Leadership Development Tools: Using Transactional Analysis (TA) for Cultivating Emotional Intelligence (EQ)

Transactional Analysis: Parent-Adult-Child Model

Many students and practitioners of leadership are often on alert for the latest concept, tool, or tip to cultivate greater emotional intelligence (EQ). However, on our search for the latest and greatest, we may be missing out on the nuggets offered by longer standing conceptual frameworks and tools. For example, Transactional Analysis or TA is one such framework that continues to offer leaders support for greater self-awareness, self-management, social awareness, and social management (the four dimensions of EQ).

TA originated in the 1950s by Eric Berne, a Canadian born psychiatrist trained in Freudian psychoanalysis. While this training greatly influenced and informed his work, it did not define it. Unlike Freudian psychoanalysis, TA also focuses on observable communication and behavioral interactions (or transactions) as a means of healing and development. The four basic elements of TA include:

  • The theory of personality or ego-state model
  • The theory of communication or communication model
  • The theory of script
  • The theory of games

Personally, and professionally, I find the first two elements of TA, the theory of personality and the theory of communication, most helpful as leadership development tools for cultivating greater EQ. The primary reasons for this are the simplicity and accessibility of these two aspects of TA. The TA theory of personality with the Parent-Adult-Child (P-A-C) model proposes that we live in and out of three basic inner states, childlike, adult, or parental. The TA theory of communication postulates that we communicate and behave in accord with our inner state.

Four Elements of Emotional Intelligence

With increasing self-awareness (please see my other essays on the importance of meditation and self-observation practices), leaders can recognize (with nonjudgmental acceptance) when they are in a parental or childlike state, refrain from speaking and acting from that state, release the attachment to the patterned reaction, reorient toward the desired adult: adult state and communication style, and replace the habituated (and often destructive or at least unproductive) pattern with a more constructive pattern of relating. Ideally, over time, adult leaders cultivate an increasing capacity for conscious communication.

The parental state and style arise from collective memories or permanent recordings of unprocessed life experiences of interactions with parents and other parental figures, primarily from one to five years of age. One’s basic sense of rules to live by (do’s and don’ts) reside here and cannot be erased (keep reading because our Adult can turn it off!). However, if/when there is disharmony between the parent figures, the impact is greatly reduced. The Parent state and style are often recognizable by absolutes of “should,” “ought,”   “must,” “never,” and “always.”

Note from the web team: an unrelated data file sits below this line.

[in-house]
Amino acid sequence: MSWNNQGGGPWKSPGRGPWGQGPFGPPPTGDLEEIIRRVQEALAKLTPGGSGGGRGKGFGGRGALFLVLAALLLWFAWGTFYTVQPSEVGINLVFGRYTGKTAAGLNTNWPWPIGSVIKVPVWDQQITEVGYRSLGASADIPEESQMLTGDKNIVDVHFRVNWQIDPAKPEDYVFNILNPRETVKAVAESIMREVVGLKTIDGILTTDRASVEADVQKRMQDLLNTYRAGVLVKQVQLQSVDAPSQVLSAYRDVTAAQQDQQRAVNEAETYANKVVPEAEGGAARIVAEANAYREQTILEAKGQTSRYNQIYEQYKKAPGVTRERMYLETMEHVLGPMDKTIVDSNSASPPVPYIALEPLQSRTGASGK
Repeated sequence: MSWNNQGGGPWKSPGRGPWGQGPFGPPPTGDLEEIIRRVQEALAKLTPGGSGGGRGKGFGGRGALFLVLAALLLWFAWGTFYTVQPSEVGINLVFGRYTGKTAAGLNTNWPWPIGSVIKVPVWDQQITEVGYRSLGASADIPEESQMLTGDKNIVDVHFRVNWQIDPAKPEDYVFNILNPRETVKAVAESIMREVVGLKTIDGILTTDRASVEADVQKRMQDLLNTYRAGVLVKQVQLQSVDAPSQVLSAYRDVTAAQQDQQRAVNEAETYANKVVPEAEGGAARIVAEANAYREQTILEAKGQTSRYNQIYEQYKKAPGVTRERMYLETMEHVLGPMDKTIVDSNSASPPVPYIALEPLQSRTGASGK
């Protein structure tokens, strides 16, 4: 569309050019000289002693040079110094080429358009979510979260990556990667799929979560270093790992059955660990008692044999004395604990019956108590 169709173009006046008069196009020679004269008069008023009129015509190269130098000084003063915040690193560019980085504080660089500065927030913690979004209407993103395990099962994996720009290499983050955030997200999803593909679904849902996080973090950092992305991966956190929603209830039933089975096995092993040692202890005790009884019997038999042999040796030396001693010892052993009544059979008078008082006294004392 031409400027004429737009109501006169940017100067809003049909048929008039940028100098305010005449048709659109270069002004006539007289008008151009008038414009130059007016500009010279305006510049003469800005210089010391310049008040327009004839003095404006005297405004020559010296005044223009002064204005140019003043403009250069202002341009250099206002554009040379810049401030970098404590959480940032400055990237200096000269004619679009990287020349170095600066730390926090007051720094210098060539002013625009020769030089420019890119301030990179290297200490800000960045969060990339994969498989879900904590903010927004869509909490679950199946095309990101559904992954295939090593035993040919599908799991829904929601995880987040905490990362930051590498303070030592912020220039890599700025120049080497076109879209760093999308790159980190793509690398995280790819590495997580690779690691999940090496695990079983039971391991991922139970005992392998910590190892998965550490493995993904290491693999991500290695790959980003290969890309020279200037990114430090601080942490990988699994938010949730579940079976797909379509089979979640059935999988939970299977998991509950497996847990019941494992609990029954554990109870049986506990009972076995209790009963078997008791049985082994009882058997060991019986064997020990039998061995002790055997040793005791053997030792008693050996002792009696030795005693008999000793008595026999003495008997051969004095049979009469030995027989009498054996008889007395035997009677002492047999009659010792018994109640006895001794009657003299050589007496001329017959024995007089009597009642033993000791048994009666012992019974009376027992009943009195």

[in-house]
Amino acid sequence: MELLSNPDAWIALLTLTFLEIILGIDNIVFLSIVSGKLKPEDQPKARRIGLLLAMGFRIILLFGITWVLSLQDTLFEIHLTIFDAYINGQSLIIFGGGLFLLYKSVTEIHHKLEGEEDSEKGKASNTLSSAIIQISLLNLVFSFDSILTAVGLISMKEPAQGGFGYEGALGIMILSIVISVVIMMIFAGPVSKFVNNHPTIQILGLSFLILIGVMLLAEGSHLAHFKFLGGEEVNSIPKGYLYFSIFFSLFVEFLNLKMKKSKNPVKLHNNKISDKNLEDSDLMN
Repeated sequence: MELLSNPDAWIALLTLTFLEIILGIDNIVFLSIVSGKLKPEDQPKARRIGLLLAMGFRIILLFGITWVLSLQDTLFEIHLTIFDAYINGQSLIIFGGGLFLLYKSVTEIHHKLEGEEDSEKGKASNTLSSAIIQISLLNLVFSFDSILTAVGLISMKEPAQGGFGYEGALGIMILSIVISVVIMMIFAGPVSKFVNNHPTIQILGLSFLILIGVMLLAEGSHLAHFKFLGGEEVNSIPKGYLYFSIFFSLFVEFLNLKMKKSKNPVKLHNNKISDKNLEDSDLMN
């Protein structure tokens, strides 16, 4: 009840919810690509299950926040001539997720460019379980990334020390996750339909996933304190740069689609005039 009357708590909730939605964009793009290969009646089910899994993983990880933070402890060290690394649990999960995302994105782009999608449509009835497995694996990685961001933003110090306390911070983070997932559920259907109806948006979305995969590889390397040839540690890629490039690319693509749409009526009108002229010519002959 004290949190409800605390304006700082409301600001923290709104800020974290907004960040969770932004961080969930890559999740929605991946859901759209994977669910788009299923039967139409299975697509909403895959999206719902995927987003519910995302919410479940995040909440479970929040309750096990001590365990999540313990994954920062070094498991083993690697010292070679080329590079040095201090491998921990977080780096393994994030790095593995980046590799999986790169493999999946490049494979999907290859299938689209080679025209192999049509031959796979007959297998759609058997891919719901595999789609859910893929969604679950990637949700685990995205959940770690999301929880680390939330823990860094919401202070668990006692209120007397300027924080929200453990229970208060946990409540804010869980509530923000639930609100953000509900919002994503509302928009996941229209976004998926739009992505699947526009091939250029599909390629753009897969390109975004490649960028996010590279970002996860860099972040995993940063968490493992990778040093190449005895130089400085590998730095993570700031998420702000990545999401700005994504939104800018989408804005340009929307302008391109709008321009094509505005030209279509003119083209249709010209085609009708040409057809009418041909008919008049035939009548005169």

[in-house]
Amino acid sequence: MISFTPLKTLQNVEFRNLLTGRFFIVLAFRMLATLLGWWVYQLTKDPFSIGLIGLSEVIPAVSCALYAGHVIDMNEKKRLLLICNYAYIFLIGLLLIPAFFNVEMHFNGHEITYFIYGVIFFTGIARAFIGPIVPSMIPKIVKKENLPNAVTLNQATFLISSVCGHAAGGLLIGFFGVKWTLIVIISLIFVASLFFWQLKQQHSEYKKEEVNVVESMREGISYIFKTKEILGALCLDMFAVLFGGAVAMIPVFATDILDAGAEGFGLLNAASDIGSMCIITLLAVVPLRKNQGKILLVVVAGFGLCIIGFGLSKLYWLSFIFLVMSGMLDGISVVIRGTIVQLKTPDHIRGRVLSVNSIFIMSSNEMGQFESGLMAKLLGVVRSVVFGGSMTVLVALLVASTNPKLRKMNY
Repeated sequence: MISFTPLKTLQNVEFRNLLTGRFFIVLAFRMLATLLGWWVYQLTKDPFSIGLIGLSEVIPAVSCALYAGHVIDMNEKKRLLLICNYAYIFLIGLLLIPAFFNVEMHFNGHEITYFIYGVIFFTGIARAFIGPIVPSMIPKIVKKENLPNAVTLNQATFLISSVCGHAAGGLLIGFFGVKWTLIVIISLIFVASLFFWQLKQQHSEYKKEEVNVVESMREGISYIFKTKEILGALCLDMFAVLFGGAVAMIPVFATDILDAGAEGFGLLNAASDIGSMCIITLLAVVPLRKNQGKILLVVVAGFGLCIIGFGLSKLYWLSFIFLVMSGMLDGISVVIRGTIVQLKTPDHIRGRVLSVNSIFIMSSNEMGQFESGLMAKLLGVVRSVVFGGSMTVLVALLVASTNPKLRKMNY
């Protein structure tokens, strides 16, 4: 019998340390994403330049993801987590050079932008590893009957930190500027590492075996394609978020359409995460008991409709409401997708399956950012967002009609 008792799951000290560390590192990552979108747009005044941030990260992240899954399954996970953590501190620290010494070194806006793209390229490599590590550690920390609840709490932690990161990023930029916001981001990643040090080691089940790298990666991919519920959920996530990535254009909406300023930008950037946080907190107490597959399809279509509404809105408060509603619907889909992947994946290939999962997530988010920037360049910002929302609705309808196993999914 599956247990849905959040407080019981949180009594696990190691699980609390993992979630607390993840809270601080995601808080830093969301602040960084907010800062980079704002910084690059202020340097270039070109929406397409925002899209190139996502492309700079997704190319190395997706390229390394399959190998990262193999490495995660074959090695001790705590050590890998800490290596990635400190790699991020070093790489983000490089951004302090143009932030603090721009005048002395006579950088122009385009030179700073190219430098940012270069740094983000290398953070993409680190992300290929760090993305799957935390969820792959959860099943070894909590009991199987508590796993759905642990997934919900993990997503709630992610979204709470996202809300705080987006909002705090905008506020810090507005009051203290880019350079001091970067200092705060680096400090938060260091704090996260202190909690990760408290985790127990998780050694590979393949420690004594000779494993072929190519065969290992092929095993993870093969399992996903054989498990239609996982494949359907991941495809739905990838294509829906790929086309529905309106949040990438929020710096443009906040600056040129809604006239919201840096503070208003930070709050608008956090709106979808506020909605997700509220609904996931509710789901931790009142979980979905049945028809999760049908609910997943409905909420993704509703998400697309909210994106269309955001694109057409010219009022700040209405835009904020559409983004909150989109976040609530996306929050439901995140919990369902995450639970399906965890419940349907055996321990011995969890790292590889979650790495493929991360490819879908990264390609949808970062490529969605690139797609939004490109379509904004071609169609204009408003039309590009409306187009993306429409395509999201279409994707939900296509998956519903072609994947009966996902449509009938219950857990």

The childlike state and communication style arise from one’s subjective (mainly feelings) childhood experiences primarily from one to five years of age. This state and style are often recognizable by strong feelings of both delight and despair.

The Adult state and style arise from life experiences from 10 months onward that challenge the external parental messages and the internal child feelings with direct lived experiences and thought formations. The Adult gains increasing capacity to recognize the parental tapes and challenge the merit and helpfulness of them while also discerning which feelings are appropriate to express and how to do so.

The Adult is recognizable by the growing capacity to assess the validity or rightness of the information (incoming and Child-Parent tapes) and respond accordingly. While there may be times when a Child or Parent state and style might be a leader’s conscious choice in professional settings, Adult: Adult relationships are the aim. 

TA, an oldie but goodie as far as leadership development goes, particularly for cultivating EQ. So, dust off that old copy of “I’m OK, You’re OK” and reread it! You and your colleagues (and loved ones) will be glad you did!

Greater Self-Other Empathy and Compassion: One of Ten Developmental Themes of Mindful Leaders

Problems in the businessWe need the compassion and the courage to change the conditions that support our suffering. Those conditions are things like ignorance, bitterness, negligence, clinging, and holding on. Sharon Salzberg

 

Jane Dutton and Monica Worline’s book on compassion in the workplace, Awakening Compassion at Work, offers a helpful lens in which to think about the significance of our seventh developmental theme of mindful leaders, self-other empathy and compassion. They equate empathy with compassion, the feeling of “suffering with” another person in a way that emotionally connects and elicits a compassionate response.  It is important to note that self-compassion is an essential element of empathy and compassion toward others as it is extremely difficult to give to others that which you do not give to yourself.

Dutton and Worline’s research indicates that employees who experience empathy and compassion from managers-leaders and the organizational context via culture, climate, structure, etc. feel seen and affirmed in their pain and thus bounce back more quickly with increasing satisfaction and organizational commitment. Furthermore, employees have more constructive emotions in the workplace while exhibiting more supportive behavior toward other stakeholders. Therefore, the growing empathy and compassion of mindful leaders act as a positive contagion in the workplace on the employee and organizational levels as illustrated in the following narratives.

Another thing is just a kind of emotional empathy. Like I think I’m much better able to read emotional states. I’m still working on that, but a lot of times I can very quickly pick up on, ‘Oh, this person is distraught right now. I can’t really come down on them about some technical question. I need to, like, address their personal issues.’ And, so that empathy is, again, something that builds very naturally. (Male middle manager and professor)